Let’s see how to diagnose & pin point Gen 3 PRIUS P0A80 code – Replace Battery Pack!
Hybrid systems are recent adoption in Automobiles and are under continuous development worldwide. So the detailed information of repair, operation conditions, failure, troubleshooting is rarely available. The newer the vehicle the less likely available these useful information’s. Most of the cases you have a symptom chart with a long flow chart and your faulty vehicle as reference. Sometimes you have to choose your own diagnostic path for hybrid systems that you are not worked on before. The best way to get knowledge on hybrid cars is reading properties and working principle of hybrid components again & again. This will build your confidence and reduce anxiety.
This code is also called “The End of Life” but it may appear with some other correlative codes too, like coolant leakage thermal control or battery management system.
Unless you have some other codes along with a P0A80, this code will almost certainly result in battery replacement. However, if you still want to verify and document the fault, you may actually find something else, but mostly Battery age is the most common root cause of this. There are multiple ways to verify the fault, and none of them take very long time. For every diagnosis, Manufactures recommends customer interview first for troubles characteristics in car and checking available voltage PIDs at rest, with accessory loads, and during a test drive. Use of Min./Max. voltage and Delta SOC PIDs to isolate the defect.
For gen 3 PRIUS three tests were performed below, which explains the need to look at all available evidence. Great evidence in case is the customer revealed that besides a slight loss of fuel economy, the only symptoms were an intermittent jerking on tip.
Pending (Current) P0A80 PID means the code has detected during last trip that means it’s not likely an intermittent fault and should be easy to duplicate.
Delta SOC Toyota uses the Delta SOC PID as a comparison of the maximum variation in SOC between individual blocks. In Toyota vehicles standard Delta SOC limits from 0 to 20% but over 39.5% delta SOC will result to set a code as shown in screenshot below.
Test Drive & Reverse Stressing Batteries are great way to find a bad block is to use a lot of current during a test drive. The driving conditions that stress the batteries the most are WOT acceleration and hard acceleration in reverse gear. The ICE can’t run in reverse, so it’s a good way to make sure that you’re only using battery power without ICE power or ICE-generated current helping out.
The screen shot below shows the minimum and maximum voltage PIDs along with some block voltage PIDs during a test drive that involved heavy acceleration in both drive and reverse.
The minimum and maximum values for the point of greatest charge state were 17.42 Volts and 17.56 Volts. That is, when the battery was the ‘fullest’, the least charged block was 17.42 Volts and the most charged block was 17.56 Volts. That’s only a 140-mV difference, and while we like to see 100 mV or less, this certainly doesn’t indicate a failed battery.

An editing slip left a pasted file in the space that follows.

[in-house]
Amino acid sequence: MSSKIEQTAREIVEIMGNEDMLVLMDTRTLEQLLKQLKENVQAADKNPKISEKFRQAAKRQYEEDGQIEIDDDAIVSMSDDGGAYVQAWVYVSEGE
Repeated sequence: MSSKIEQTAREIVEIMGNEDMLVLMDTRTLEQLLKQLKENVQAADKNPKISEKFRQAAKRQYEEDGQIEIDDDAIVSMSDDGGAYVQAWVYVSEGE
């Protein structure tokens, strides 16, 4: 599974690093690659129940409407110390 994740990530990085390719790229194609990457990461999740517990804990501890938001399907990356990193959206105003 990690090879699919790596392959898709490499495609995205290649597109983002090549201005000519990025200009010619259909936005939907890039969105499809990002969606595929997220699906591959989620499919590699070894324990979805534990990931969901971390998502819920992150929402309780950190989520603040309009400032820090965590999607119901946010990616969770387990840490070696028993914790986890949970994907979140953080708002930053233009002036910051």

In the screen shot above the minimum and maximum values for the point of lowest charge state were 15.36 Volts and 15.49 Volts. That’s only a 130-mV difference; so again, these results do not indicate a failed high voltage battery.
Accessory Load Testing 12-Volt loads are a good way to stress a high voltage battery because the current for accessories comes from the high voltage battery through the DC-DC converter. Turn on lights, fans, air conditioning (electric compressor applications) and other accessories, In the screenshot below, the voltage goes low in Ready mode, charges when the ICE is cycled on, and then slowly discharges again. At the lowest charge state, the lowest (minimum) block is 14.63 Volts (block 4 – bottom PID), and the highest (maximum) block is 15.12 Volts. That’s a 490-mV difference. You’ll often see over 1 Volt variation, but it’s enough to set this code. When in doubt, un-Ready the vehicle but place it in ‘Accessory’ mode to prevent the ICE (and MG1 in this case) from charging the battery.
According to Predictive Analysis of PRIUS Hybrid Battery failure, the state of the battery may be derived by the difference between the highest voltage bank and lowest voltage bank.
0.20V = 100% acceptable efficiency
0.45V = 75% acceptable efficiency
0.70V = 50% acceptable efficiency
0.95V = 25% acceptable efficiency
1.20V = 0% acceptable efficiency – bad battery soon to need replacement.
Summary of signs of a traction battery going to die.
- Lackluster or harsh acceleration.
- Abnormally low MPG.
- High Delta SOC. (39+ to 80%)
- Fast charging & fast discharging
- Frequent ICE on & off cycle.
- Min. & Max. cell voltage difference: (For new battery-Max. 0.16V, for good used Max. 0.28V and for bad 1.2V to 3.5V).
- Abnormal noise from engine.
- Abnormal Win & Wout. (Std. for Prius Gen 3 is +/- 20K)
- Low discharge rate between engine on/off cycle remains below 2 minutes. But For new or good battery discharge rate remains 4.5 to 5 minutes.
- High min & max voltage fluctuation, For new battery 15 to 16 volt & for bad battery 14.5 to 18 volts.
Thanks for reading.